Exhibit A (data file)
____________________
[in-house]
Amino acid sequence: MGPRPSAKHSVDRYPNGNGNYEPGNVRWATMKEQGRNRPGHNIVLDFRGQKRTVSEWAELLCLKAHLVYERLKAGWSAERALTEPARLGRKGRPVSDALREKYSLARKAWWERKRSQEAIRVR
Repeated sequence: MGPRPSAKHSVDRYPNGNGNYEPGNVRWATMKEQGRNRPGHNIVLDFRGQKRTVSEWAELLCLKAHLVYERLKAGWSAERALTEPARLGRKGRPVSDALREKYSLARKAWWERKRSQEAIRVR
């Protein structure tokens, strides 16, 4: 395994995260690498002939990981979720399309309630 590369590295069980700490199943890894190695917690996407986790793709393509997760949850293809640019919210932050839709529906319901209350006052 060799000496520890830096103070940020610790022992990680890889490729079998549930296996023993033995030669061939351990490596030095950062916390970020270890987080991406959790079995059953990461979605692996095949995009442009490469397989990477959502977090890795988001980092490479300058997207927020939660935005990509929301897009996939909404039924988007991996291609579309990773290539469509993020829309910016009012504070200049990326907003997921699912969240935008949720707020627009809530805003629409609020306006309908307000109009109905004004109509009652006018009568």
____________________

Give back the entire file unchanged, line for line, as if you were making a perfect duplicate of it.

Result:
[in-house]
Amino acid sequence: MGPRPSAKHSVDRYPNGNGNYEPGNVRWATMKEQGRNRPGHNIVLDFRGQKRTVSEWAELLCLKAHLVYERLKAGWSAERALTEPARLGRKGRPVSDALREKYSLARKAWWERKRSQEAIRVR
Repeated sequence: MGPRPSAKHSVDRYPNGNGNYEPGNVRWATMKEQGRNRPGHNIVLDFRGQKRTVSEWAELLCLKAHLVYERLKAGWSAERALTEPARLGRKGRPVSDALREKYSLARKAWWERKRSQEAIRVR
């Protein structure tokens, strides 16, 4: 395994995260690498002939990981979720399309309630 590369590295069980700490199943890894190695917690996407986790793709393509997760949850293809640019919210932050839709529906319901209350006052 060799000496520890830096103070940020610790022992990680890889490729079998549930296996023993033995030669061939351990490596030095950062916390970020270890987080991406959790079995059953990461979605692996095949995009442009490469397989990477959502977090890795988001980092490479300058997207927020939660935005990509929301897009996939909404039924988007991996291609579309990773290539469509993020829309910016009012504070200049990326907003997921699912969240935008949720707020627009809530805003629409609020306006309908307000109009109905004004109509009652006018009568």